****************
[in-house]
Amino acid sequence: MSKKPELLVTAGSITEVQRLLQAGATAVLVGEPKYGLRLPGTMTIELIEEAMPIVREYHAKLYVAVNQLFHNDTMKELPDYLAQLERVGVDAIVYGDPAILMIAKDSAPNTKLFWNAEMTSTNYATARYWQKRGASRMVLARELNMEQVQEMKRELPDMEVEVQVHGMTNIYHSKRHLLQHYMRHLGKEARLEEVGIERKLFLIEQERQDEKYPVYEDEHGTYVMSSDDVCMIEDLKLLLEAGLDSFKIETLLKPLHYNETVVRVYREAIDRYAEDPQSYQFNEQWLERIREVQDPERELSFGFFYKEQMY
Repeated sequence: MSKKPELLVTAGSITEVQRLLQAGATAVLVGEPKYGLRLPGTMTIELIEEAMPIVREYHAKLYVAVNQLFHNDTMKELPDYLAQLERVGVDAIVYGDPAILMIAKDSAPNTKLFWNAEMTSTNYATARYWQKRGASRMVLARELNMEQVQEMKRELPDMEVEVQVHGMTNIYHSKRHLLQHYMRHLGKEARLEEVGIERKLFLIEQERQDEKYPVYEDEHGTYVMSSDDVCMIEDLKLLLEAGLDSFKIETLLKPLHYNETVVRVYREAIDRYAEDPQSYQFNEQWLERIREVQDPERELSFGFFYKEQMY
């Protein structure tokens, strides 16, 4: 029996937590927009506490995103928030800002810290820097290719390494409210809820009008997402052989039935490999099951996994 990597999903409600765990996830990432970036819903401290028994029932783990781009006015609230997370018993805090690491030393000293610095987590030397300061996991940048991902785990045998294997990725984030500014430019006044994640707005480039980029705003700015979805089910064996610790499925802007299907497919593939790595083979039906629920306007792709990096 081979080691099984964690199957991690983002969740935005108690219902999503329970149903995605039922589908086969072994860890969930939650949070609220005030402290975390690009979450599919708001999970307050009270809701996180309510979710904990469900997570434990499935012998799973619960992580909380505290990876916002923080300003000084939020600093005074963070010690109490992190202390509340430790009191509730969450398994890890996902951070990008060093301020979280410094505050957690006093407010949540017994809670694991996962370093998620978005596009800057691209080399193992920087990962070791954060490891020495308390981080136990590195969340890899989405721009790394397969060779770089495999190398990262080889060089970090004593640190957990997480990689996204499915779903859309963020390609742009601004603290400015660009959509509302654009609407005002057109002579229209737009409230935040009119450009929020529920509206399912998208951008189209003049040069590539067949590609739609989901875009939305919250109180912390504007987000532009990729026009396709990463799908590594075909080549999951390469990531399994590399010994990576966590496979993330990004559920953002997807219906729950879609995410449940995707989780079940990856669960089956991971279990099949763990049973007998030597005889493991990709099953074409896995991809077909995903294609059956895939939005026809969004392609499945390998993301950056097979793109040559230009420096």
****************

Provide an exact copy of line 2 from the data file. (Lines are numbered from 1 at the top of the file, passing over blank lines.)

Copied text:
Amino acid sequence: MSKKPELLVTAGSITEVQRLLQAGATAVLVGEPKYGLRLPGTMTIELIEEAMPIVREYHAKLYVAVNQLFHNDTMKELPDYLAQLERVGVDAIVYGDPAILMIAKDSAPNTKLFWNAEMTSTNYATARYWQKRGASRMVLARELNMEQVQEMKRELPDMEVEVQVHGMTNIYHSKRHLLQHYMRHLGKEARLEEVGIERKLFLIEQERQDEKYPVYEDEHGTYVMSSDDVCMIEDLKLLLEAGLDSFKIETLLKPLHYNETVVRVYREAIDRYAEDPQSYQFNEQWLERIREVQDPERELSFGFFYKEQMY